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Bookish looking, with spectacles threatening to overwhelm his face, he is conservatively dressed and does not appear to be someone with a larger-than-life presence or an enormous ego. In daily Covid-19 media conferences he is quietly spoken, answering questions directly, and admitting when he does not know the answer to something and offering to check it out rather than attempting to give fudgy or incomplete answers. (Health Minister David Clark, who is prone to preface answers to questions in Parliament with public relations waffle, could learn from him in this regard.)
All the same, Dr Bloomfield knows his role is not about frightening the horses and earlier in the week he was reluctant to give out numbers of possible cases based on predictive modelling which might have been alarming. As he pointed out, the modelling was based on doing nothing and that is not what he is about.
Before Covid-19 became an issue, were many of us even aware Dr Bloomfield has been at the helm of the Ministry of Health since the middle of 2018?
At that time, he took over from former director-general Stephen McKernan who had been brought back in an acting capacity after the resignation of controversial figure Chai Chuah in 2017.
Unlike several of his predecessors, Dr Bloomfield has a clinical background and, most importantly in the situation he now finds himself in, has public health as his specialty. He qualified in medicine at Auckland University in 1990, worked as a clinician for several years before training in public health in 1996.
He has said prevention has been his passion since, although his particular area of interest is non-communicable disease prevention and control. He also has World Health Organisation experience working in that area in 2011.
His previous clinical experience and high level appointments at district health boards (he was chief executive at the Hutt Valley District Health Board before becoming the DG) give him a depth of understanding of the blundering beast which is the country’s health system, including its strengths and weaknesses, which will be vital in his current role.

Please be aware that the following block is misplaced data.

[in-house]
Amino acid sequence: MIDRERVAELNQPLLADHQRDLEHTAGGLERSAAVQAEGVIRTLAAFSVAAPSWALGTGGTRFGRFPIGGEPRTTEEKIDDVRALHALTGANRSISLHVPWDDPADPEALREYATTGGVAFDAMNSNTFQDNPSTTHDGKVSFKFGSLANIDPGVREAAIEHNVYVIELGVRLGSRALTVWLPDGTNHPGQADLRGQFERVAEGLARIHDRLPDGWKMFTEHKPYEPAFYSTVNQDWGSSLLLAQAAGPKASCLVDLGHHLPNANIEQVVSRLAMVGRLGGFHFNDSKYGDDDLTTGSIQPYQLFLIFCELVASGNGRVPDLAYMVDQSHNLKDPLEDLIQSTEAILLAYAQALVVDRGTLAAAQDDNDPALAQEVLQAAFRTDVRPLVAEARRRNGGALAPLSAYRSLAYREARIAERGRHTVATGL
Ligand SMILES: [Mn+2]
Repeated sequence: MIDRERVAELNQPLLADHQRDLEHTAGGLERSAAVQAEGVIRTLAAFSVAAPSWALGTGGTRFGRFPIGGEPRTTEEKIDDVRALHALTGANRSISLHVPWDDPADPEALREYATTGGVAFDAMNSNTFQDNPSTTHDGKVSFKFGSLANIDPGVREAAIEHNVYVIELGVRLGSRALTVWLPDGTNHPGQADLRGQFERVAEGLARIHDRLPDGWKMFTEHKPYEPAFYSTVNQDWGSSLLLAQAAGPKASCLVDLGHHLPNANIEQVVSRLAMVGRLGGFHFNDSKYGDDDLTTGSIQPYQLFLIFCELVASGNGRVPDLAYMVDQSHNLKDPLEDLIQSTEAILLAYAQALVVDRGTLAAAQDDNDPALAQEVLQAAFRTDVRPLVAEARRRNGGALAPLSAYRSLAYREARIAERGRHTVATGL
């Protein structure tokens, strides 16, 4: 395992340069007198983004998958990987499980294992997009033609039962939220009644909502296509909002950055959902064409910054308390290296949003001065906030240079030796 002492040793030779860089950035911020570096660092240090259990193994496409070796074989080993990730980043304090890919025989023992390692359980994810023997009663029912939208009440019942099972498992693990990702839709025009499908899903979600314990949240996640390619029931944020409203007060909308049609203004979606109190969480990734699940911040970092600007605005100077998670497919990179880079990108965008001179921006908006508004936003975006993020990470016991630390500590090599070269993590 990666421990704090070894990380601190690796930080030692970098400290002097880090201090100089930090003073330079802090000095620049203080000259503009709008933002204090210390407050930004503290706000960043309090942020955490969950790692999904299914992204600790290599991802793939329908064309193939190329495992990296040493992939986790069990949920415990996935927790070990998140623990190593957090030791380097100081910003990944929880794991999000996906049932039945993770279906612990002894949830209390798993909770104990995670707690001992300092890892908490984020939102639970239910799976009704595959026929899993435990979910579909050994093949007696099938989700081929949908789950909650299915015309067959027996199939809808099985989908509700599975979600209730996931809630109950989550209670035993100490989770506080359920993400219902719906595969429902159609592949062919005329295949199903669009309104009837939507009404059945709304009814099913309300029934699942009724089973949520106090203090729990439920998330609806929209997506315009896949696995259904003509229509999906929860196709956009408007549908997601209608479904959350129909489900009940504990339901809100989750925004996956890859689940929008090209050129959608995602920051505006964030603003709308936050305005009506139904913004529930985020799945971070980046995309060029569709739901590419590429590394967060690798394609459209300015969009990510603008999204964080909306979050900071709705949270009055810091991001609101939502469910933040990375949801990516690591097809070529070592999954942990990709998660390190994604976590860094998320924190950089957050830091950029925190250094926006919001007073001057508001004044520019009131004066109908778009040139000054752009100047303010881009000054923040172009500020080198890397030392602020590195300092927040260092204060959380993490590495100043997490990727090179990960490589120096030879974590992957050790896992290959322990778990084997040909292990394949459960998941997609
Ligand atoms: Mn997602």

He knows the Ministry of Health well, too, his previous roles there including a four-year stint as its chief adviser on public health from 2006.
His leadership style, which has been described as ‘‘convene and collaborate’’ and ‘‘ensuring direction not giving direction’’ will be being tested in the current crisis.
His is an unenviable job, the day-to-day complexities of which may be hard for many of us to understand. He will have to manage a plethora of interests, some difficult people with big egos (not just politicians), seek wide advice and work out who is worth listening to and tune out the other noise, sift an enormous amount of information to ensure what he communicates is accurate, and lead by example by projecting calmness.
Those who have experienced him at meetings in former roles note while he might not have usually been the most forceful person in the room, any contribution was always well considered and well informed.
Others describe him as methodical, measured and sensible. It was good to read Cancer Control Agency head Diana Sarfarti, who studied with him 25 years ago quoted in Stuff as saying she has never seen him rattled.
‘‘He’s always extremely calm. He always gives a sense of a safe pair of hands.’’
That is what is needed. Cometh the hour, cometh the man.